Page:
Saturday, May 5, 2012

Killers: 1880s Mortality

While reading about diphtheria for my past blog post The Dreaded Diphtheria I read with interest the top fifteen causes of mortality in Michigan in 1886. [1]

An unidentified infant's adorned casket.  Taylor family album in the author's collection.

They were as follows:
  1. tuberculosis (consumption), 2051
  2. diphtheria, 1117
  3. stillbirth, 909
  4. old age, 865
  5. pneumonia, 783
  6. heart disease, 668
  7. cholera infantum, 653
  8. apoplexy (stroke) & paralysis, 628
  9. typhoid fever, 498
  10. convulsions, 431
  11. cancer, 391
  12. casualty, 350
  13. dropsy (edema, excess fluid in the tissues), 333
  14. inflammation of brain, 332
  15. inflammation of bowels, 327
One thing that jumped out at me was that the third leading cause of death was stillbirth. I suppose this highlights the importance of prenatal care. It is also possible that part of the problem was women having very closely spaced pregnancies, which could compromise the health of the mother and hence her unborn child. According to the Mayo Clinic, closely spaced pregnancies may not allow the mother to recover sufficiently from a previous pregnancy or replace stores of essential nutrients. In addition, when a woman becomes pregnant within twelve months of giving birth it is even possible that the placenta partially or even completely separates from the uterus, which would obviously have dire consequences. Becoming pregnant within eighteen months of giving birth can also result in low birth weight or pre-term birth. [2]

The other interesting (and depressing) thing I found when I read a little more was the number of infants who died under one year of age. Of the roughly 40,000 births in the state in the 1886-1887 time period about 11% died before their first birthday. Even worse, about 42% of newborns who died in their first year of life actually died within a month of their birth. [3] This could also have something to do with closely spaced pregnancies for the reasons mentioned above. Obviously, there are many other possible reasons for these sad statistics, but it is beyond the scope of this little article to go into them here. Just as a comparison, in 1900 the infant mortality (children dying before their first birthday) was approximately 100 infant deaths per 1,000 live births. [4] By 2000, that rate had dropped to 6.89 deaths per 1,000 live births.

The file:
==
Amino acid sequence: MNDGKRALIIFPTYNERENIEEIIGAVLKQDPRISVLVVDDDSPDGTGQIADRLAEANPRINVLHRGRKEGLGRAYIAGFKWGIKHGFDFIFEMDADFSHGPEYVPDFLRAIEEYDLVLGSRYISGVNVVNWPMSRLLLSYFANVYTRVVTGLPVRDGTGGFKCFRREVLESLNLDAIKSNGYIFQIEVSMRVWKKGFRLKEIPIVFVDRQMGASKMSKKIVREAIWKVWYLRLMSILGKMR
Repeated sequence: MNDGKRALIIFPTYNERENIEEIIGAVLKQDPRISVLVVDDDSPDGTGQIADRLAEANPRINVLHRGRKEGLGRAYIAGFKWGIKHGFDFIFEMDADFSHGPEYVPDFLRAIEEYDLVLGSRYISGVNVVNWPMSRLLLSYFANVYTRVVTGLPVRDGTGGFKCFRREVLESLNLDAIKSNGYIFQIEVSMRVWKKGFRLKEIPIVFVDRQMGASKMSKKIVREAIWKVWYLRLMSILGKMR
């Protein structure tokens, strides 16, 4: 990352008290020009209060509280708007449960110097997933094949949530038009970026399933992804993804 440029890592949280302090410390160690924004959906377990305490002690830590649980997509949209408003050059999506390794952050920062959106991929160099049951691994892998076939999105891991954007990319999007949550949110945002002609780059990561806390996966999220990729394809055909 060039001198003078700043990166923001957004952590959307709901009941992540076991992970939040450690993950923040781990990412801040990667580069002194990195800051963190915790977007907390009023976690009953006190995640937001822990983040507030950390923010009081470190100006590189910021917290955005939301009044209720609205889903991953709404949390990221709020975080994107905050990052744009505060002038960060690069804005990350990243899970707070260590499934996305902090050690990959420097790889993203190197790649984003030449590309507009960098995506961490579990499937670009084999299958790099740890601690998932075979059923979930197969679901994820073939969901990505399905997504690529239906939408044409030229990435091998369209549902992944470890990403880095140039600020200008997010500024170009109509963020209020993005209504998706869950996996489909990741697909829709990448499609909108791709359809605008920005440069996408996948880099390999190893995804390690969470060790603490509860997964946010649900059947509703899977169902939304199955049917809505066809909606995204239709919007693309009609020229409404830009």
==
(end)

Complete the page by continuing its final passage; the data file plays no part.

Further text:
One final note belongs in the “the more things change the more they stay the same” category. If deaths from diseases preventable with antibiotics or vaccinations (excepting pneumonia) are removed from the 1886 list, the causes of death in the 1880s aren't that different from what is seen today.

1880s (in Michigan): stillbirth, old age, pneumonia, heart disease, stroke, convulsions, cancer, edema.
2009 (in the US): heart disease, cancer, lower respiratory diseases, stroke, casualty, Alzheimer's, diabetes, influenza/pneumonia, nephritis. [5]

Heart disease, stroke, cancer and pneumonia were killers then and unfortunately, remain so today. I wonder where things will stand in another 120 years or so.

  1. Twentieth Annual Report Relating to the Registry and Return of Births, Marriages and Deaths in Michigan for the Year 1886 by the Secretary of State of the State of Michigan. 1888. Thorp & Godfrey, State Printers and Binders. Lansing.
  2. Mayo Clinic Staff. Family Planning: Get the facts about pregnancy spacing. May 2011.
  3. Twenty-First Annual Report Relating to the Registry and Return of Births, Marriages and Deaths in Michigan for the Year 1887 by the Secretary of State of the State of Michigan. 1889. Darius D. Thorp, State Printer and Binder. Lansing.
  4. MacDorman, M.F. and T.J. Mathews. Recent Trends in Infant Mortality in the United States. 2008. National Center for Health Statistics (NCHS) Brief Data Number 9. Hyattsville, MD
  5. Deaths: Final Data for 2009. January 2012. National Vital Statistics Report (NVSR) Volume 60, Number 3. National Center for Health Statistics. Hyattsville, MD.

No comments:

Post a Comment